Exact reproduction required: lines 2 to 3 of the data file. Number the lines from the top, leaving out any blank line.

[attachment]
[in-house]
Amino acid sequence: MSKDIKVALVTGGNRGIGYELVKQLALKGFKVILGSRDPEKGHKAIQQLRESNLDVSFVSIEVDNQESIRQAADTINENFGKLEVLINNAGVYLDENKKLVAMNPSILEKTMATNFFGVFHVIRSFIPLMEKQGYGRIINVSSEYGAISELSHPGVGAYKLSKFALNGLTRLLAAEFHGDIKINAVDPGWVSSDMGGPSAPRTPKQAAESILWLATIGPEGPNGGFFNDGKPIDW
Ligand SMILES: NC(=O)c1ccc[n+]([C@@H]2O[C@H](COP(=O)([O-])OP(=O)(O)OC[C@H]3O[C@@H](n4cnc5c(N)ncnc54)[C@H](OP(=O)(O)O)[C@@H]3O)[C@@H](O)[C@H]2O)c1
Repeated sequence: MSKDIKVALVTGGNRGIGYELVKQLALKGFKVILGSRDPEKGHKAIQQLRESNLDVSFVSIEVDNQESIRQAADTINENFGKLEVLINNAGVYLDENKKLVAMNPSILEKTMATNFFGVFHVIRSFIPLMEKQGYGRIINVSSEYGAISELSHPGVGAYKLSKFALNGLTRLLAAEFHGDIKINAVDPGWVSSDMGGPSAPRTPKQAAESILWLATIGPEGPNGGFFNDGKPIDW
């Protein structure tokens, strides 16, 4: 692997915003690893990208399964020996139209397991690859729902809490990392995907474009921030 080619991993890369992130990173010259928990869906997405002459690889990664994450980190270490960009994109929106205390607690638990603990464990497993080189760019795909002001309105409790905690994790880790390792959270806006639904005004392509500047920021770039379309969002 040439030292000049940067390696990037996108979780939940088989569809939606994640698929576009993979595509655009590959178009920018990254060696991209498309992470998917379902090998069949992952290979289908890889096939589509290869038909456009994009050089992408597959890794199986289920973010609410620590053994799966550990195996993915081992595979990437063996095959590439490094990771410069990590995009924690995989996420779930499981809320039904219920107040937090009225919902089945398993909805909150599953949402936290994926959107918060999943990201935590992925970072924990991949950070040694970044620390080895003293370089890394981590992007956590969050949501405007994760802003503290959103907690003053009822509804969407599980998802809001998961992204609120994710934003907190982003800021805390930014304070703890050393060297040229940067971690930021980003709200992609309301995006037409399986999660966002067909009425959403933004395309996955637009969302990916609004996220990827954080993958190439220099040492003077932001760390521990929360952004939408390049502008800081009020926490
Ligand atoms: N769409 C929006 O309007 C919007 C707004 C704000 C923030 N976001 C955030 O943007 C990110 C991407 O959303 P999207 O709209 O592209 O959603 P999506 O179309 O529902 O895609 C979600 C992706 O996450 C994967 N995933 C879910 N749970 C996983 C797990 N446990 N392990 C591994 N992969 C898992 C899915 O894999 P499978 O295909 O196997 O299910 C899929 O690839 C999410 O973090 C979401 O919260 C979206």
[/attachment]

Amino acid sequence: MSKDIKVALVTGGNRGIGYELVKQLALKGFKVILGSRDPEKGHKAIQQLRESNLDVSFVSIEVDNQESIRQAADTINENFGKLEVLINNAGVYLDENKKLVAMNPSILEKTMATNFFGVFHVIRSFIPLMEKQGYGRIINVSSEYGAISELSHPGVGAYKLSKFALNGLTRLLAAEFHGDIKINAVDPGWVSSDMGGPSAPRTPKQAAESILWLATIGPEGPNGGFFNDGKPIDW
Ligand SMILES: NC(=O)c1ccc[n+]([C@@H]2O[C@H](COP(=O)([O-])OP(=O)(O)OC[C@H]3O[C@@H](n4cnc5c(N)ncnc54)[C@H](OP(=O)(O)O)[C@@H]3O)[C@@H](O)[C@H]2O)c1